Nortel pension deficit appeal rejected

An appeal against last December's landmark rulingthat Nortel was to be held liable for a £2.1bn hole in its UK pension scheme has today been thrown out in an apparent victory for The Pensions Regulator and many thousands of ex-Nortel workers in this country. Nortel had sought to have the ruli

An appeal against last December's landmark ruling that Nortel was to be held liable for a £2.1bn hole in its UK pension scheme has today been thrown out in an apparent victory for The Pensions Regulator and many thousands of ex-Nortel workers in this country.

Nortel had sought to have the ruling overturned as it meant the claims of its pension scheme trustees had priority over the claims of its other creditors, even ones in the US and Canada.

The defunct Canadian networking vendor, together with failed financial services house Lehman Brothers, argued that pension deficits should not be counted as an administration expense.

Nortel's supporters believe that the precedent set by the ruling could negatively impact the UK's economic recovery, having ramifications for other pension schemes and potentially causing lenders to reassess the credit arrangements of currently solvent companies to protect themselves should the worst happen.

Following the original judgment last year, the judge, Justice Briggs implied that the Financial Support Direction (FSD) legislation under which The Pensions Regulator had made its claim against Nortel was not fit for purpose and suggested an appeal court should look to overturn his verdict.

However, today presiding judge Justice Lloyd said: "The legislation has a valuable and realistic purpose if it enables some redistribution of assets in such a situation, where otherwise the creditors of [Nortel] would be able to share in a greater volume of assets partly as a result of having the benefits of the services (including employees) provided by the employer but without having to pay in full for the provision of those services, in particular without having to contribute appropriately to the pension liabilities in respect of its employees."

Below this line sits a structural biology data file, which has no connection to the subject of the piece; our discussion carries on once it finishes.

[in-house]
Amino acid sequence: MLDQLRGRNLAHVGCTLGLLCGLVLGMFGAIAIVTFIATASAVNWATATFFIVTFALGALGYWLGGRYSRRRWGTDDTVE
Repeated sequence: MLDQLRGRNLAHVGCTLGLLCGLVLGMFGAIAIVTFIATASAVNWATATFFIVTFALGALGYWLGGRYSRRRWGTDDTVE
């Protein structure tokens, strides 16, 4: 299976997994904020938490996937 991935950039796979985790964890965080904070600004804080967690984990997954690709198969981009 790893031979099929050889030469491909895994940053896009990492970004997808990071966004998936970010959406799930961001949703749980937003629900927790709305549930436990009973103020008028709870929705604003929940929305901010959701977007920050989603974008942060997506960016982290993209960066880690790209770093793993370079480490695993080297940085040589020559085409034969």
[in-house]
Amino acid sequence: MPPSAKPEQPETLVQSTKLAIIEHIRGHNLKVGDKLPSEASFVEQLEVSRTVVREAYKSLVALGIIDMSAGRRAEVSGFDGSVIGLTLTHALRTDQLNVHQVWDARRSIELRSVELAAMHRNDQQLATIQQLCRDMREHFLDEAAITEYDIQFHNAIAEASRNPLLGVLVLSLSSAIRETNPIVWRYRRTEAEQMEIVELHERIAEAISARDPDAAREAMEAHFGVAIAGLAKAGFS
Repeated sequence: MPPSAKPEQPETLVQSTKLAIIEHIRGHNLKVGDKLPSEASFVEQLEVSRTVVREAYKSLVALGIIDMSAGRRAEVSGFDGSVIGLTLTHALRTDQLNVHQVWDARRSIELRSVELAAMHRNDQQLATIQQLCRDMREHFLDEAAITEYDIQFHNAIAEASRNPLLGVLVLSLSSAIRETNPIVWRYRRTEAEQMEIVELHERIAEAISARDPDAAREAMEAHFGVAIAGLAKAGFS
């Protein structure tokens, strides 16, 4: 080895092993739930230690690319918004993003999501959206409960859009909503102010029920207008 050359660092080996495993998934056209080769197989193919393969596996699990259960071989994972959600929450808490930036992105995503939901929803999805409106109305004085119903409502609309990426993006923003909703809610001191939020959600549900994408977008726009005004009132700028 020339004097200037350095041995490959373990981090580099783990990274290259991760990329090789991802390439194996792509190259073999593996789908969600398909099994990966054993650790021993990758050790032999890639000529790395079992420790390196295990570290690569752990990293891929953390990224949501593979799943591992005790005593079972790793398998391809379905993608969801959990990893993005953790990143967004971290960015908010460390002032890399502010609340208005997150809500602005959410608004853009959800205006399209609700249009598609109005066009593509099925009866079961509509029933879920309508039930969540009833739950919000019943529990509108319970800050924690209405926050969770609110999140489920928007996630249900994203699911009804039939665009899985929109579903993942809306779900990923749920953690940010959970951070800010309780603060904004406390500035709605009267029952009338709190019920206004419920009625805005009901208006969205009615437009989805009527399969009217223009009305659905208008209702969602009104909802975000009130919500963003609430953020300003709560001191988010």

Stephen Soper, executive director for defined benefit funding at The Pensions Regulator, said: "We welcome the clarity that this ruling brings in respect of our power to issue a financial support direction to insolvent as well as solvent companies. In particular, this ruling further supports the claims of the Nortel and Lehman pension trustees in their respective administrations.

"It is important to note that this judgment does not change our approach to seeking financial support for a pension scheme. We are required by law to act reasonably and have regard to the interests of those directly affected by our powers.

"We recognise the importance of the UK having an effective restructuring and rescue process and have no intention of frustrating its proper workings."

Nortel is likely to take the fight to the Supreme Court.

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